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Friday, May 16, 2014

Writing Quote: Reading J. D. Salinger As An Adult

     When I flick through my old copies of J. D. Salinger's stories, I see that all the passages my teenage self has identified as especially moving and wonderful are precisely those that now make me frown and recoil. Where once the angst and alienation of Salinger's heroes--their hypersensitivity to "phoniness"--filled me with awe and some sheepishness about my own capacity for compromise, I am now inclined to feel that phoniness, as much as any other human weakness, deserves a bit of sympathy. I can still enjoy the Catcher in the Rye if I read it with a sort of squint, maintaining the illusion of some separation between Holden's disaffected worldview and Salinger's. But by the time I get to the Glass stories, wherein the preternaturally brilliant and morally fine Glass children struggle to bear a world filled with second-rate English professors and inadequately nuanced productions of Chekhov, I have to give up. [When I discovered Catcher in the Rye as a seventh grader, I felt I was reading the best novel ever written. This book, among others, inspired me to be a writer. Last year, when I reread Catcher in the Rye for the first time, I found the novel a bit puerile, and forced.]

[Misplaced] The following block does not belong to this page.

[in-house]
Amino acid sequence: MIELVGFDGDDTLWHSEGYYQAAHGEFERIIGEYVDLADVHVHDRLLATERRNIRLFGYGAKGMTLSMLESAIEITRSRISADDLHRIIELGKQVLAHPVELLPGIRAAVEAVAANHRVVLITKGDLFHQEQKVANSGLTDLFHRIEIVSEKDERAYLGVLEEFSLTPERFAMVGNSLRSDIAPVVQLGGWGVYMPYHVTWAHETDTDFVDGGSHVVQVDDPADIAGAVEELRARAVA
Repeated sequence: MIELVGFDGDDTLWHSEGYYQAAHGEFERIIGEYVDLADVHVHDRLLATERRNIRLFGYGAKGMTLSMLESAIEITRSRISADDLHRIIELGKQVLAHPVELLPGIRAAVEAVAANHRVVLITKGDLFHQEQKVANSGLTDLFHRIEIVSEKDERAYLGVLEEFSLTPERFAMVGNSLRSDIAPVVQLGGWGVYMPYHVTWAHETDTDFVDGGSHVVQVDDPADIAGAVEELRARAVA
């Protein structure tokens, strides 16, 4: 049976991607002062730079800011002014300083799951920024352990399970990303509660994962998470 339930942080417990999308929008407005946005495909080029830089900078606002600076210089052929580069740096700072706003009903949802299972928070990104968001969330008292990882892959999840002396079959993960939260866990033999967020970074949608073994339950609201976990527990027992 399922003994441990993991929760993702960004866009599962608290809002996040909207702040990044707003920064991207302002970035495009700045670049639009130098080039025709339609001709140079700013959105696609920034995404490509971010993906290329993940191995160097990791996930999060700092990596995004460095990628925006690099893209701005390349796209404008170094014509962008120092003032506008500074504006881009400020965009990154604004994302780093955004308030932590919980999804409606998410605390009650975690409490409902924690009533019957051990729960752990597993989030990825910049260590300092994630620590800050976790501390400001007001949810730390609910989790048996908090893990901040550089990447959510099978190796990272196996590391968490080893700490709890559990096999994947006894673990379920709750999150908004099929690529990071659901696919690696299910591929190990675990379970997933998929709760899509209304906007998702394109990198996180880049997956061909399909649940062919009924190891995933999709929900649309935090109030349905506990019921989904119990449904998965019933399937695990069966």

Zoe Heller, "Bookends," The New York Times Book Review, April 30, 2014  

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